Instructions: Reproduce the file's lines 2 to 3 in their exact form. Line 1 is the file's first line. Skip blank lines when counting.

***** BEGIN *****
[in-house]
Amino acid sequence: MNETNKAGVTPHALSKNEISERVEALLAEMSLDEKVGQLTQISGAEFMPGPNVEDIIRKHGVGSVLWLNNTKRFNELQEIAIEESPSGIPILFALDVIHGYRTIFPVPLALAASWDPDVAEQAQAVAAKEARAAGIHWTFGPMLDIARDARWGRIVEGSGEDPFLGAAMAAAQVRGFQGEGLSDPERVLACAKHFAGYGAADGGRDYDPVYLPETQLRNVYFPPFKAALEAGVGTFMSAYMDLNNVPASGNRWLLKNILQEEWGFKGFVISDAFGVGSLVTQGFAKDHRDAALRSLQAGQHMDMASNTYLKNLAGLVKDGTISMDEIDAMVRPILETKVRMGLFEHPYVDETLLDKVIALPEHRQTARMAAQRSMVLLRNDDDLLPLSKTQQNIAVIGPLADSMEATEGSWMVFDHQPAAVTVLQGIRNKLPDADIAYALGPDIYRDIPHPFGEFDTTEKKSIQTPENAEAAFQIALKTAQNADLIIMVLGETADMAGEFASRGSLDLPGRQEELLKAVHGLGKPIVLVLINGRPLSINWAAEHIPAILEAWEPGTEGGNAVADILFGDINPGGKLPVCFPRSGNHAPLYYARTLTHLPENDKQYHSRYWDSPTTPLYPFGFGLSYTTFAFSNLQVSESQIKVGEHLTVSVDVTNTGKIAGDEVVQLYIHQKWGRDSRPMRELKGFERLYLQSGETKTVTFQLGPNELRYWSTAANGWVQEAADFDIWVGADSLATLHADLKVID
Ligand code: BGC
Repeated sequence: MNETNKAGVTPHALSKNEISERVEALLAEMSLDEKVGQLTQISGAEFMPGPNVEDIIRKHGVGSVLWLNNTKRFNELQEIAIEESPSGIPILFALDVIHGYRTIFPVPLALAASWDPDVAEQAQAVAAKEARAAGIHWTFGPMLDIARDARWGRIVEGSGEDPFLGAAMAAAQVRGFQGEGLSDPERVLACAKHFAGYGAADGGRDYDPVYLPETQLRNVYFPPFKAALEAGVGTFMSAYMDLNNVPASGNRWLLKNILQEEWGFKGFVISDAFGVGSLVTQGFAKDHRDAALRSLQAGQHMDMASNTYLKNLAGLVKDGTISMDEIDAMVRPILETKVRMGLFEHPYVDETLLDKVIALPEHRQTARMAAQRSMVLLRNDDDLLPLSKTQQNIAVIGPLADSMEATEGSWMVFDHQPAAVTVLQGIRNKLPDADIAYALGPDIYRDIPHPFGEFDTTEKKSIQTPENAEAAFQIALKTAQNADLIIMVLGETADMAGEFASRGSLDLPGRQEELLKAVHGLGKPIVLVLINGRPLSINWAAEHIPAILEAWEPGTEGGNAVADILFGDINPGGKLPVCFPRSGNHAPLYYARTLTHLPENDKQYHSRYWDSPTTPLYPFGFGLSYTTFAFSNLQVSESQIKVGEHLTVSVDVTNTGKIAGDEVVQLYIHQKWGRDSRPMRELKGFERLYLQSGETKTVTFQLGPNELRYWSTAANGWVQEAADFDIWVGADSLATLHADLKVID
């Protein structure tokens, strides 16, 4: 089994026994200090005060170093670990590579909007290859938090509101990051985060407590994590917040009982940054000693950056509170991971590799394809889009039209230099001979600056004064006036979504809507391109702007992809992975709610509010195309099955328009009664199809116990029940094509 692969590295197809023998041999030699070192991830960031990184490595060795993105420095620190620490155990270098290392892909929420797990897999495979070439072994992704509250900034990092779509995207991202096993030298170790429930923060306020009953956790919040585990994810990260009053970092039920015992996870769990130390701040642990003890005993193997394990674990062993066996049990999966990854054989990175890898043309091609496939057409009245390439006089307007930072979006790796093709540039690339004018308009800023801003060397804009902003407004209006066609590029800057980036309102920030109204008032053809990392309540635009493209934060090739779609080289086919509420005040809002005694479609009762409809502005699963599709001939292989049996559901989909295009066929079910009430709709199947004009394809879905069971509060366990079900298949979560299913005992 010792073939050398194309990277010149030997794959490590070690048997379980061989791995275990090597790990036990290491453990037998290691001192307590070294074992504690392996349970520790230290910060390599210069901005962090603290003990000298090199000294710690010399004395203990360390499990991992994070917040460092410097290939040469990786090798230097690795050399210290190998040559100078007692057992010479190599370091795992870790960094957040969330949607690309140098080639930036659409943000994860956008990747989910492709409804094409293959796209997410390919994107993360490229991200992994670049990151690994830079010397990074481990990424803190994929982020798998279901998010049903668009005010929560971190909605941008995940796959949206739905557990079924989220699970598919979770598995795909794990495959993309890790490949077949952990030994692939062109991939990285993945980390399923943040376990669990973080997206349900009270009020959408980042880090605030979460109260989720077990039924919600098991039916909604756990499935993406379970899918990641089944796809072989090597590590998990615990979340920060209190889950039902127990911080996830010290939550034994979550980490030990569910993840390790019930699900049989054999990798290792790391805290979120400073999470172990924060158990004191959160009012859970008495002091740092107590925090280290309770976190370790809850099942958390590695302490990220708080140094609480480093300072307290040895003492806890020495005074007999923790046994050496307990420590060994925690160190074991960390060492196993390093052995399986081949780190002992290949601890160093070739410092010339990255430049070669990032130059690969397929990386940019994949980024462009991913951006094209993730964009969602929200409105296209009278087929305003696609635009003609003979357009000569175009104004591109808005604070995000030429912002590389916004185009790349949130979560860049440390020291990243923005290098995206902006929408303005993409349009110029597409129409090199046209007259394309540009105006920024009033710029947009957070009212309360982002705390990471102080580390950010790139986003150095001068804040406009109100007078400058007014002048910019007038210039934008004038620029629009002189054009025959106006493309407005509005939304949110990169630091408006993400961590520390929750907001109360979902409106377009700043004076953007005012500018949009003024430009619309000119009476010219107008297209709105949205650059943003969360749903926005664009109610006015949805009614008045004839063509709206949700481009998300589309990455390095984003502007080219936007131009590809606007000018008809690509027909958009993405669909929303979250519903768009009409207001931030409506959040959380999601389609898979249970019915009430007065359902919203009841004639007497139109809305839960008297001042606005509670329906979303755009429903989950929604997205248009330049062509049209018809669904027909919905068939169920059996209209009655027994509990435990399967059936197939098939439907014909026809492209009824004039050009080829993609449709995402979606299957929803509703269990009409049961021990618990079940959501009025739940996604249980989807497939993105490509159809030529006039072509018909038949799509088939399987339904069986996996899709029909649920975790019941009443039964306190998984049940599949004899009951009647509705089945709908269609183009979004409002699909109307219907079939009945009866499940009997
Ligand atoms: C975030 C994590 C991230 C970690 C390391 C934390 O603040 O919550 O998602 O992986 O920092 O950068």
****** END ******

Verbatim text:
Amino acid sequence: MNETNKAGVTPHALSKNEISERVEALLAEMSLDEKVGQLTQISGAEFMPGPNVEDIIRKHGVGSVLWLNNTKRFNELQEIAIEESPSGIPILFALDVIHGYRTIFPVPLALAASWDPDVAEQAQAVAAKEARAAGIHWTFGPMLDIARDARWGRIVEGSGEDPFLGAAMAAAQVRGFQGEGLSDPERVLACAKHFAGYGAADGGRDYDPVYLPETQLRNVYFPPFKAALEAGVGTFMSAYMDLNNVPASGNRWLLKNILQEEWGFKGFVISDAFGVGSLVTQGFAKDHRDAALRSLQAGQHMDMASNTYLKNLAGLVKDGTISMDEIDAMVRPILETKVRMGLFEHPYVDETLLDKVIALPEHRQTARMAAQRSMVLLRNDDDLLPLSKTQQNIAVIGPLADSMEATEGSWMVFDHQPAAVTVLQGIRNKLPDADIAYALGPDIYRDIPHPFGEFDTTEKKSIQTPENAEAAFQIALKTAQNADLIIMVLGETADMAGEFASRGSLDLPGRQEELLKAVHGLGKPIVLVLINGRPLSINWAAEHIPAILEAWEPGTEGGNAVADILFGDINPGGKLPVCFPRSGNHAPLYYARTLTHLPENDKQYHSRYWDSPTTPLYPFGFGLSYTTFAFSNLQVSESQIKVGEHLTVSVDVTNTGKIAGDEVVQLYIHQKWGRDSRPMRELKGFERLYLQSGETKTVTFQLGPNELRYWSTAANGWVQEAADFDIWVGADSLATLHADLKVID
Ligand code: BGC